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Solving the Sports League Funding Problem: Here’s Why the American Arena League Called on CXSports

Money is an age-old problem that plagues just about every sports league. Indeed, it’s the problem that eventually sunk the once-great Arena Football League (AFL). Realizing it would need a leg up in this department, AFL successor, the American Arena League has called on CXSports — a sports marketing technology company with an innovative solution to this age-old sports league problem.

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It started like all great ideas — on the back of an envelope. Specifically, it was a 9 x 12 manilla envelope, and it was sketched out in the midst of an indoor soccer match at Madison Square Garden. This was the birth of the Arena Football League (AFL), an indoor American football league that, despite its early success, would meet with eventual bankruptcy.

The post-mortem analysis shows a variety of problems plagued the league; multi-million dollar lawsuits, unpaid bills, failure to attract talent… the list goes on. But getting to the core of the problem is a much simpler affair.

To quote Bill Shea’s analysis in The Athletic, what ultimately killed the AFL was nothing more complicated than “a simple lack of money.” After all, given sufficient resources, other leagues and businesses survive the aforementioned problems all the time.

But what is it that sets those who thrive apart from those who crash and burn? Is it just a matter of dumb luck? Should sports leagues just cross their fingers and pray that billionaire backers and mega sponsorship deals will start rolling in? Or is there something more?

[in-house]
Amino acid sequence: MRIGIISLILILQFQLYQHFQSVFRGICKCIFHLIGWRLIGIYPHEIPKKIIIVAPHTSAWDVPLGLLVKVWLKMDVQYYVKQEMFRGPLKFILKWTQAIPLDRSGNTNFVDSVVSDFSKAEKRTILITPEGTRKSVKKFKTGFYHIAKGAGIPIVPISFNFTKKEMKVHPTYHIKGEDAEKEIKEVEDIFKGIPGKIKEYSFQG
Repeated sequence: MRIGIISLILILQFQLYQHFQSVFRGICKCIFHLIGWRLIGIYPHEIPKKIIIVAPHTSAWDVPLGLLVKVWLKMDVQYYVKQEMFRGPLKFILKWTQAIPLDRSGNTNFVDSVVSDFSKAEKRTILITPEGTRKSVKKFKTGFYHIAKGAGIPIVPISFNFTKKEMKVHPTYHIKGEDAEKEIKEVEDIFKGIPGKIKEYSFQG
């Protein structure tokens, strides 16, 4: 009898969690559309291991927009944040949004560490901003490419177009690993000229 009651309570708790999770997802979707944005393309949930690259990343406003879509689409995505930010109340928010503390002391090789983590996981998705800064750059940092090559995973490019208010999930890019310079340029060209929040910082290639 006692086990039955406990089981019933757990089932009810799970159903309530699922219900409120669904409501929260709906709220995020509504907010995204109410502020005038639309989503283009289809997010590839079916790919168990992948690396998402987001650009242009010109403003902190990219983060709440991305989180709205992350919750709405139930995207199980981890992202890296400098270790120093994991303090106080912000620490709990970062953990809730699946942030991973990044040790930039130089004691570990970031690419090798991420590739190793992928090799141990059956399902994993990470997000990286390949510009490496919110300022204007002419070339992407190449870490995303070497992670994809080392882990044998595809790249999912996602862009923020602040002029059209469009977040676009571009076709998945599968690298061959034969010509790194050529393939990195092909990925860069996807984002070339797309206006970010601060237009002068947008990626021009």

The answer, of course, will never be simple. But that’s not to say the problem can’t be solved. All it takes is a little creative thinking and a whole lot of hard work — a challenge potential AFL successor American Arena League (AAL) is now looking to tackle with the help of sports marketing and technology platform CXSports.

A Seemingly Inescapable Problem for Sports Leagues

It’s a problem that’s all too familiar for anyone involved in amateur and semi-professional sports. Constant battles for sports team sponsorships, fan attention, and talent conspire to form an inescapable vortex of chickens and eggs. Fans want to see talent. Talent wants to get paid. Sponsors want to see fans. The cycle goes on.

But no matter how you configure the components of the problem, the base of it remains the same. Teams need money to survive. This means they need sponsors. But to get sponsors, they need to show they can deliver a return on investment.

Traditionally, this has meant that sports leagues must first prove their worth to any potential sponsor. In most cases, that means the league must show it has a level of fan attention proportionate with the dollars being requested. Either that or the league must show it has the ability to deliver on a dream.

In any case, it’s a hard problem. Finding a backer ready to risk big dollars on the promise of a dream requires just as much luck as talent. And demonstrating fan attention is almost impossible when the bulk of the attention is fragmented across thousands of channels such as individual players’ various social media profiles, team websites, and modest game attendances.

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At best, many sports leagues are left scrapping over small-time sponsorships. Often, these will come from smaller businesses willing to chip in a few thousand dollars, or a ‘major’ sponsor who’s willing to provide some of its products or services. Often, it’s just enough to scrape by when combined with club dues, but it’s barely enough to thrive.

Digital Marketing Offers New Opportunities

In many ways, getting a sports league off the ground and sustaining it is akin to publishing newspapers and magazines. It’s hard to attract writers without money to compensate them. It’s hard to attract an audience without good writers. And it’s hard to attract advertisers without the audience.